Tuesday, September 7, 2021

Review: Batman/Superman #21


Batman/Superman #21 came out a while ago, just reaching the top of my review pile today. Pardon for the delay. 

This is the conclusion of the Auteur.IO arc and while I have enjoyed it, I do wonder if this has been padded a bit to fit the trade. I have enjoyed seeing the 'film' versions of Batman and Superman here. This is a classic Batman, actually caring and mentoring Robin. I have liked the this Fleischer-esque Superman. And I have even liked the sort of metatextual look at comics, fandom, and an auteur director trying to force his view of the DCU on everyone. 

But we sort of meandered a bit these last couple of issues. And despite that, the ending in this issue just sort of happens. I don't know if I exactly know who this being is or why what happened happened, despite the expositional origin earlier. 

No complaints about the art. Ivan Reis has crushed it this whole arc. I have loved his rendition of different worlds. The whole film borders and burning panels has been sharp. I'll never complain about Reis' work.

On to the book.


We start the issue with our heroes heading to the Fortress of Solitude to try and stop Auteur.IO from razing Superman's world. 

But remember that part of this storyline has been Batman and Superman not only seeing new worlds but seeing Auteur.IO and even their Earth-0 primary forms.

It is enough to shake Batman. Is he some derivative of the pure form, a shadow on the cave wall? Has he seen God? It is rare to see Batman with such existential angst.

But more interesting, I sort of like this Batman. He isn't some diminished version.


And I do love this corrupted Auteur.IO, cackling away and in love with his own genius.

Such pathos!!


Remember, Auteur.IO has sent his agent Etrigan to Superman's Earth to destroy it. And the Demon's weapon of choice? Superman's army of Super-robots.

There is nothing I like more than the World's Finest fighting robots because they can let loose. No loss of life.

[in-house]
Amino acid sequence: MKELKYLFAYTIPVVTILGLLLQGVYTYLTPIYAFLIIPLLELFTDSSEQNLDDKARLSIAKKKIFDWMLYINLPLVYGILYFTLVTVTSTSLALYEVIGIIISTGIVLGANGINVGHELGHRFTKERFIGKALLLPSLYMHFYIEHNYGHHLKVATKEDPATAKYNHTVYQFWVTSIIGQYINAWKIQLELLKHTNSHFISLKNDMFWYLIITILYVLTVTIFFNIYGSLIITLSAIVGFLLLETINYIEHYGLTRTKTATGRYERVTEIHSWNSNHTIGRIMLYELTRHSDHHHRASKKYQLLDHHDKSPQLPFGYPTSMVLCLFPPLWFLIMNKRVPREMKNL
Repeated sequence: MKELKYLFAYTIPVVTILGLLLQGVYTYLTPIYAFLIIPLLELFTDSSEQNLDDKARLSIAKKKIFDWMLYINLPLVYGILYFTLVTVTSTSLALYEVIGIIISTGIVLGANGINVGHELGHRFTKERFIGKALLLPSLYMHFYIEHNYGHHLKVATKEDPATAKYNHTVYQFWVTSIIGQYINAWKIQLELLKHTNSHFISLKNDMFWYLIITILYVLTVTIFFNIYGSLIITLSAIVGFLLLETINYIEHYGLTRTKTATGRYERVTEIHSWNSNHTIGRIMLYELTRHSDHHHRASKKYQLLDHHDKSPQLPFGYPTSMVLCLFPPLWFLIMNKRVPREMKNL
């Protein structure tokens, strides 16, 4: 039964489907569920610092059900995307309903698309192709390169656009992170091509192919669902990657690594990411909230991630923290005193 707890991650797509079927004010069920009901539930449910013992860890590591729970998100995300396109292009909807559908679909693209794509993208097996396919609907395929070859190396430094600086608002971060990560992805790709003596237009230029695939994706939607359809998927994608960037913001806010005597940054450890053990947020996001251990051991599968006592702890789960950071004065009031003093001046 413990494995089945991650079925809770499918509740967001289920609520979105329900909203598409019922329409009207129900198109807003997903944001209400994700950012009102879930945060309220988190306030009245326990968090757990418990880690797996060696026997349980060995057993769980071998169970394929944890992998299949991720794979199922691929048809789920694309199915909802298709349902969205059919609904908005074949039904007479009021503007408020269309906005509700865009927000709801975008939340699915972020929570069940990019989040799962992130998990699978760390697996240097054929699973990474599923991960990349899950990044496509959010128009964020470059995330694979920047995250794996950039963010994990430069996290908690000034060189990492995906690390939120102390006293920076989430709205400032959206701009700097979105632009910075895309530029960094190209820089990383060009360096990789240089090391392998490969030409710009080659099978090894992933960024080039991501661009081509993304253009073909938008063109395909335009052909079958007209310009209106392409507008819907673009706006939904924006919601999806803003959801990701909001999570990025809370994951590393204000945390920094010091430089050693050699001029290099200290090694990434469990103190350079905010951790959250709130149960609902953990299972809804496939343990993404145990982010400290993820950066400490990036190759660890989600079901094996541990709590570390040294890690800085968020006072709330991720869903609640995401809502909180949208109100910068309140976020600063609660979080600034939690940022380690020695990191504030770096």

But the thing I love here is the Batman and Robin interchange. Robin has sussed out that the robot's weak point is its belt buckle. Still not good enough to get him out of doing homework.

I truly have loved this chummy relationship between the Dark Knight and the Boy Wonder.


But there is more to it than fatherly training.

This Batman isn't afraid to show he cares.

When Robin is frightened by the sight of the Demon, Batman is there to calm him. 

That is pretty cool. 


When the robots don't work, Etrigan activates the Eradicator to be a bomb to destroy the place.

Luckily Batman is able to grab it and fling it to Superman to deactivate.

This has to be a reference to the famous 'some days you just can't get rid of a bomb' scene in the Batman '66 movie.


Superman and Batman convince Etrigan to give up working for Auteur.IO and join them, perhaps to become a star in his own story.

It is time to try to get to the bottom of this, take the fight to Auteur.IO directly. Best way to do that is to once again open up a burn hole.

Again, I love the innate friendship between Batman and Superman even though they have only just met. Even here, Superman knows that in what should be reality he would have a statue of Batman in the Fortress. Since the statue isn't there, it is the site of the portal.

Once in the Nexus, Etrigan releases our Earth-0 heroes out of the Phantom Zone crystal they were trapped in. 

Suddenly all 4 of our heroes are in action, the normal sized Earth-0 heroes and their diminutive film stars. 

The Supermen untangle all the filmstrips that Auteur.IO has fused. And the Batmen upload they code the created to undo the mess satellites had done to this purer form.

Just like that it's over. Maybe too quick? 


Suddenly, the Auteur.IO, the petulant director trying to wrangle a perfect vision, becomes the Observer.IO, someone intent on just watching and enjoying the stories as they play out.

Heck, I am a sucker for Elseworlds. And the truth is these film versions of Superman and Batman were pretty close to versions I have in my heart. So it was fun to see them interact in more classic, almost Golden Age worlds. As I said before, the art is astounding.

I still don't know if I understand who the Auteur is, why he was corrupted, or how he got saved. Maybe I need to reread. But in the end, I can roll with that given the story we got.

Overall grade: B

4 comments:

Unknown said...

I don't think it's intentionally padded. Terrifics proved Yang has no clue when he should endn a story.

Anonymous said...

Its also the sort of storyline that is hard to end on a satisfying note, sometimes thats just built into the premise...it does make me want a "Superman '48" miniseries with full likeness rights from Kirk Alyn's estate.
:)


JF

Professor Feetlebaum said...

I would definitely buy a "Superman '48" mini series, or even a one-shot. In addition to Kirk Alyn, they would also need likeness rights from the estates of Noel Neill, Tommy "Butch" Bond, and Pierre Watkin. And Lyle Talbot if they decide to use Luthor. But would a "Superman '48" be in color, or more authentic black and white? And when Kirk Alyn Superman is flying, would he become an animated cartoon?

Would also like to see a "Superman '51" with George Reeves and Phyllis Coates as Lois Lane.

Anonymous said...

Oh Superman '51 most definitely...maybe revisit the Mole-men? I just think "Superman '48" is an especially cool idea since it gives some exposure to the oft overlooked Kirk Alyn.

JF